Dysmey Post Archive > Pages for 2005 > Mid-July 2005 Edition

Mid-July 2005 Edition


Last week was hot and very wet. Hurricane Dennis came to Indiana and slowly dissipated, spreading its moisture everywhere. Dennis is gone, but until a cold front passed by yesterday the weather remained hot and rainy.

Today was hot but not very humid, so the weather was lot more bearable. I did not sweat as much after walking around the long construction site during lunch.


Yes, I was given another two months of work at the library. The position, Web Developer Assistant, is just like my old one, but I wrote more documents. One of those is an article on the project just past.

Work is going along okay. I wrote the first draft of an article about the library's mobile development project; it needs a rewrite to give it the type of structure for an academic article, but I can get that done by the Friday deadline.

potential work

Last week I interviewed for a 'systems coordinator' job with the Career Center in Ball State's Lucina Hall. The Career Center provides job opportunities for Ball State students and alumni, and its the network infrastructure is extensive enough to require a technician to upkeep it. It was a good interview, I thought. But I got the call this morning, telling me that the job was given to one of the other two candidates.


The original radio that came with my car expired. It didn't totally die: I could still pick up the pop station out of Muncie only because it has the most powerful transmitter in a sixty-mile radius. But I could get nothing else in Fairmount.

So I went shopping for a new car radio. Fry's radios started from eighty dollars to way, way on high. Ditto for Best Buy. Radio Shack no longer sells car radios. I was told to check H.H. Gregg's as well. I decided to buy from Best Buy the Pioneer 45W DEH-1700 CD Player with FM/AM Tuner for eighty dollars.

Replacing the speedometer was a breeze compared with the radio. I found that the radio was connected to a "harness", the auto equivalent to an adapter on a computer. In fact, it was connected to two adapters: The radio was a custom job, as a Best Buy clerk told me when I showed him one of the harnesses. In the end I bought a replacement speaker harness at AutoZone in Marion.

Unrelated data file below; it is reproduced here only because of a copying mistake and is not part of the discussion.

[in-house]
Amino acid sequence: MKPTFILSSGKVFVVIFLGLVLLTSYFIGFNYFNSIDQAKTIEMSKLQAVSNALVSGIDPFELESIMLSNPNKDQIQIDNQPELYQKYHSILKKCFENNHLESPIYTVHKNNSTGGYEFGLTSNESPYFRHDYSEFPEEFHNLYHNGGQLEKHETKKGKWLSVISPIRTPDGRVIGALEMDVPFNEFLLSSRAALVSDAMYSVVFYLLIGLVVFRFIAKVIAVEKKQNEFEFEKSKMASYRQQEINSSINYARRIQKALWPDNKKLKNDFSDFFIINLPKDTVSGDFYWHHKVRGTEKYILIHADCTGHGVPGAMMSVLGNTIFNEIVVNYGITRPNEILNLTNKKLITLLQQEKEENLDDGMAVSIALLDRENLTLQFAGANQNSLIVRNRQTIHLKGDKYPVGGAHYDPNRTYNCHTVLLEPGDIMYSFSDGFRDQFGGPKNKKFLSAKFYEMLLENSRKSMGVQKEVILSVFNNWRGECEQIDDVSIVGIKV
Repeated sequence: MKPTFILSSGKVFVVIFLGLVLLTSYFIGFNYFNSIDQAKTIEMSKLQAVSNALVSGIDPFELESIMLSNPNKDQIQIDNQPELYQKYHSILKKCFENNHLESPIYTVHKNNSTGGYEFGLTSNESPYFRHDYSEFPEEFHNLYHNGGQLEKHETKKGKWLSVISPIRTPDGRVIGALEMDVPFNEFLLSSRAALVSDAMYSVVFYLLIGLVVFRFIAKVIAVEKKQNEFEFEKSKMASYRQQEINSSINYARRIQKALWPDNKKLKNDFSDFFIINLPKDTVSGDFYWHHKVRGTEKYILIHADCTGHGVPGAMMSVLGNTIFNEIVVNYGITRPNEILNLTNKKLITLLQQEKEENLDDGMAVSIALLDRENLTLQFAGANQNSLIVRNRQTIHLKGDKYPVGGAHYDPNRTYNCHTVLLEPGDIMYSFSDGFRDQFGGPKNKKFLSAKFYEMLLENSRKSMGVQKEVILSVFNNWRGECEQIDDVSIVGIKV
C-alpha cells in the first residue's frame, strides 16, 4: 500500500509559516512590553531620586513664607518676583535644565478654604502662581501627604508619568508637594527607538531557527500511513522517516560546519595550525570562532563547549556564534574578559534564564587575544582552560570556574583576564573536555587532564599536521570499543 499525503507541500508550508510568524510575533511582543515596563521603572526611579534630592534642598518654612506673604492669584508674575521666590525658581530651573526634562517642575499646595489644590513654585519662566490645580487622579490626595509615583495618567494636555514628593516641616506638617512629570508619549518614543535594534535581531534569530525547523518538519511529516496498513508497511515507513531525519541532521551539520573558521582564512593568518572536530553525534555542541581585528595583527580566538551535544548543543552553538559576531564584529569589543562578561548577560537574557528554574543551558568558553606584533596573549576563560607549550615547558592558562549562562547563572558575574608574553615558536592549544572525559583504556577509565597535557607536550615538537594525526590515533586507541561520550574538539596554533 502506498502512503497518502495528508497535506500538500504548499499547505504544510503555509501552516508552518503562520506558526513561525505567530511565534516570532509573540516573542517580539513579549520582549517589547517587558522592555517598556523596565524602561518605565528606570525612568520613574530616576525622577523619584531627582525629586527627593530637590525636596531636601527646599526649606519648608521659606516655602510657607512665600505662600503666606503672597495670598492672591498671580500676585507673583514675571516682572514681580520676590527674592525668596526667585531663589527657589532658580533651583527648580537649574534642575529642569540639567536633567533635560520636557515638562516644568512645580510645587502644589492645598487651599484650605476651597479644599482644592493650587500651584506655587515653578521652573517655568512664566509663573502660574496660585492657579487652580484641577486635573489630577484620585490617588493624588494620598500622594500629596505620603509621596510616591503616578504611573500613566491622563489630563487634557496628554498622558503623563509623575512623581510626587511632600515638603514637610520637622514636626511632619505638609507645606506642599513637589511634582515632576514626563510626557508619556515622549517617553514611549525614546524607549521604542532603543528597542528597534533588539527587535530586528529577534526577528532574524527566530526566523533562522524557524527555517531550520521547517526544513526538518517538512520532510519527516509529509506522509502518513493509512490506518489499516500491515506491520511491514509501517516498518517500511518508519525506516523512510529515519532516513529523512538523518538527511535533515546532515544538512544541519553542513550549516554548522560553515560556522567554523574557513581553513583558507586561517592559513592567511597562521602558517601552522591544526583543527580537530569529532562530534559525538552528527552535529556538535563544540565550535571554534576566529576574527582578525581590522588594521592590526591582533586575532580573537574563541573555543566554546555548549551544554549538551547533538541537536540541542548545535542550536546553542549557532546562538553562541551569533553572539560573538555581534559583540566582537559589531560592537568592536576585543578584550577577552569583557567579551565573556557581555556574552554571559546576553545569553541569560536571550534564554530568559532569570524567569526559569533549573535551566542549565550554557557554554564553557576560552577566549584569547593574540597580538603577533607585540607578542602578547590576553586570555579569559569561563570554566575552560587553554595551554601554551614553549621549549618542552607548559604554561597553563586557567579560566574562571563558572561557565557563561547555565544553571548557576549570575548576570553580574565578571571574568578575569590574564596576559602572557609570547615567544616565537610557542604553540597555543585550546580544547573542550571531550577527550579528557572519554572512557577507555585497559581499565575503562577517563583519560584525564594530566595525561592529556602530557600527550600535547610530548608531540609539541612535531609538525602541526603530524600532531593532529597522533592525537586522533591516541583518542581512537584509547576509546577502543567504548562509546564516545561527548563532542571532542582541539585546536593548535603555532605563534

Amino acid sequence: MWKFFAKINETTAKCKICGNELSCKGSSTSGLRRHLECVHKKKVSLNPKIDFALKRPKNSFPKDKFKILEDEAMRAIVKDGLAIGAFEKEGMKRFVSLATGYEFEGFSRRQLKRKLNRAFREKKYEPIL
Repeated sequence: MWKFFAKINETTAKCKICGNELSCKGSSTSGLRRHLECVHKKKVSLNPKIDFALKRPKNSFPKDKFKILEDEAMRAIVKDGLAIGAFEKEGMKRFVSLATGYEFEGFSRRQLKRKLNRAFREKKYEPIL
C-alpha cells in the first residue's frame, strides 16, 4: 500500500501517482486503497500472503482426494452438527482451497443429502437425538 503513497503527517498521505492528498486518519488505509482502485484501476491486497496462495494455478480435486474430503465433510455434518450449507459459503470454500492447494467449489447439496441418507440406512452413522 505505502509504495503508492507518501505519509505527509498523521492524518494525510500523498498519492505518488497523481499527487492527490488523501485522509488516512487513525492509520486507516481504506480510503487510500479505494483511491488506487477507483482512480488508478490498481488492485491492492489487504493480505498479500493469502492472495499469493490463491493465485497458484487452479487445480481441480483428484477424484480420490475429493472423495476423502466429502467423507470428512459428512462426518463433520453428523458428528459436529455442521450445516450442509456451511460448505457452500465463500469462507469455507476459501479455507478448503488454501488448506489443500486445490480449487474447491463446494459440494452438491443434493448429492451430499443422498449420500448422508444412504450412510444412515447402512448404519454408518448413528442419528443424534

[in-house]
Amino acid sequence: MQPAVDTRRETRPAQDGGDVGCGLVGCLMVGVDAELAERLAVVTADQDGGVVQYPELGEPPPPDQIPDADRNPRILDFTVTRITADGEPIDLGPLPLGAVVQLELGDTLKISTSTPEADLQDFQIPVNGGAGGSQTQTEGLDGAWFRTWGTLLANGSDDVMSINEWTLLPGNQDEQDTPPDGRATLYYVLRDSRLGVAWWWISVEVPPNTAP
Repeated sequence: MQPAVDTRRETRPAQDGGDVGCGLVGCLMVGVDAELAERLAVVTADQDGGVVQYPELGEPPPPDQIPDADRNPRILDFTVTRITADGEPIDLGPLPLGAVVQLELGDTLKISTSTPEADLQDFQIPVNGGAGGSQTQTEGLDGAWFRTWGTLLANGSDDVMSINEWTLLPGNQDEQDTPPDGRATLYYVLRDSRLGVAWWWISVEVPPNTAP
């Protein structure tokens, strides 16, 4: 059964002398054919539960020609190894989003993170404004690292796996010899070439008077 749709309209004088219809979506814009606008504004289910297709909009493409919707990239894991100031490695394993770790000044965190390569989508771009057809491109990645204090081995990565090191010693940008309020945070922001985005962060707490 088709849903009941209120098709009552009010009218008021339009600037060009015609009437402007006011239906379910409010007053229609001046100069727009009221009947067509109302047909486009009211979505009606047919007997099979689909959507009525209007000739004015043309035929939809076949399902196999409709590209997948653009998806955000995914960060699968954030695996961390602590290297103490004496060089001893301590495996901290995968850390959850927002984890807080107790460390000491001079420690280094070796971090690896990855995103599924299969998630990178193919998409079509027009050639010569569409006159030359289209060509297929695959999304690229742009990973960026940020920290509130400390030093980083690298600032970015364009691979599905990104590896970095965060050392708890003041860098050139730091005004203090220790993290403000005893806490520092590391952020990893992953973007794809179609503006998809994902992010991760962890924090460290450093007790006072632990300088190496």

Radio Wiring Diagram

I drew up a plan on wiring the speaker and radio harnesses together according to the diagram. My brother Bill, who installed Vickie's radio and was visiting a couple of Saturdays ago, looked over my plan and said it was okay.

Later that week I wired the harnesses together with "twistie ties": plastic caps with metal insides with which you can connect two wires without soldering them. I had thought I would have to twist the ground and power wires directly to the car's wiring, like in the diagram. But I found it was easier to take one of the original harnesses; strip out all but the power and ground wires; and twist that together to the radio harness.

All I had to do after that was to plug the radio into the speakers and power. I did that as a test before installing the radio, and it works bonege.

Installation was simple, eh? Not when you have to downshift because the stick was in the way. Nor when you had to pull out the original radio's frame because it was in the way. Nor when you had to move the wires around because they and the ties took up more volume than the original harnesses did. But the radio did go in, and now I can listen to NPR on my way to work again.

I thought I was lucky because the check engine light went out after the radio was installed. But a couple of days later, it was back on. It looks like I will have to visit Spark's after all.

Copyright © 2005 by Andy West. All rights reserved. Written on 20 July 2005.